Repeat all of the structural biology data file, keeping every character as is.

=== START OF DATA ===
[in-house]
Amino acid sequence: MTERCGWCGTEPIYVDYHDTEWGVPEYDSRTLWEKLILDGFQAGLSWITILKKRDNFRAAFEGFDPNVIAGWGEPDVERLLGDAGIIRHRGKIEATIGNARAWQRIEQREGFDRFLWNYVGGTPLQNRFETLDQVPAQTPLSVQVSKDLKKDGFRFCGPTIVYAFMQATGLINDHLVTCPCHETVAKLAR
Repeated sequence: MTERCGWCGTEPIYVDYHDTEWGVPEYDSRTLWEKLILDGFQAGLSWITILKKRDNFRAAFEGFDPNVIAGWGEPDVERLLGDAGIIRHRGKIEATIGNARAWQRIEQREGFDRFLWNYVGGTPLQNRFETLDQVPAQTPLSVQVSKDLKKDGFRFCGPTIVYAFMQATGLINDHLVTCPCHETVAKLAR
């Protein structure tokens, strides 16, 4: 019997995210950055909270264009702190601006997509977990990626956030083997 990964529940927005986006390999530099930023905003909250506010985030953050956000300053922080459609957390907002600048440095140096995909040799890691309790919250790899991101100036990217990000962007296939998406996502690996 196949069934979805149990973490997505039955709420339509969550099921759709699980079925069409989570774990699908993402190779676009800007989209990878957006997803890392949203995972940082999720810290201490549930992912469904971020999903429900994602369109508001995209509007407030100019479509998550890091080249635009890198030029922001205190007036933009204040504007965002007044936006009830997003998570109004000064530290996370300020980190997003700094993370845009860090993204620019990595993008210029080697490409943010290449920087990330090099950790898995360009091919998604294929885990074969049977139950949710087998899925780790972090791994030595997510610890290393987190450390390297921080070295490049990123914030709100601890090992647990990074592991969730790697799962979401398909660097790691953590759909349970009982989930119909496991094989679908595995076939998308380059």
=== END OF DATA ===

[in-house]
Amino acid sequence: MTERCGWCGTEPIYVDYHDTEWGVPEYDSRTLWEKLILDGFQAGLSWITILKKRDNFRAAFEGFDPNVIAGWGEPDVERLLGDAGIIRHRGKIEATIGNARAWQRIEQREGFDRFLWNYVGGTPLQNRFETLDQVPAQTPLSVQVSKDLKKDGFRFCGPTIVYAFMQATGLINDHLVTCPCHETVAKLAR
Repeated sequence: MTERCGWCGTEPIYVDYHDTEWGVPEYDSRTLWEKLILDGFQAGLSWITILKKRDNFRAAFEGFDPNVIAGWGEPDVERLLGDAGIIRHRGKIEATIGNARAWQRIEQREGFDRFLWNYVGGTPLQNRFETLDQVPAQTPLSVQVSKDLKKDGFRFCGPTIVYAFMQATGLINDHLVTCPCHETVAKLAR
């Protein structure tokens, strides 16, 4: 019997995210950055909270264009702190601006997509977990990626956030083997 990964529940927005986006390999530099930023905003909250506010985030953050956000300053922080459609957390907002600048440095140096995909040799890691309790919250790899991101100036990217990000962007296939998406996502690996 196949069934979805149990973490997505039955709420339509969550099921759709699980079925069409989570774990699908993402190779676009800007989209990878957006997803890392949203995972940082999720810290201490549930992912469904971020999903429900994602369109508001995209509007407030100019479509998550890091080249635009890198030029922001205190007036933009204040504007965002007044936006009830997003998570109004000064530290996370300020980190997003700094993370845009860090993204620019990595993008210029080697490409943010290449920087990330090099950790898995360009091919998604294929885990074969049977139950949710087998899925780790972090791994030595997510610890290393987190450390390297921080070295490049990123914030709100601890090992647990990074592991969730790697799962979401398909660097790691953590759909349970009982989930119909496991094989679908595995076939998308380059």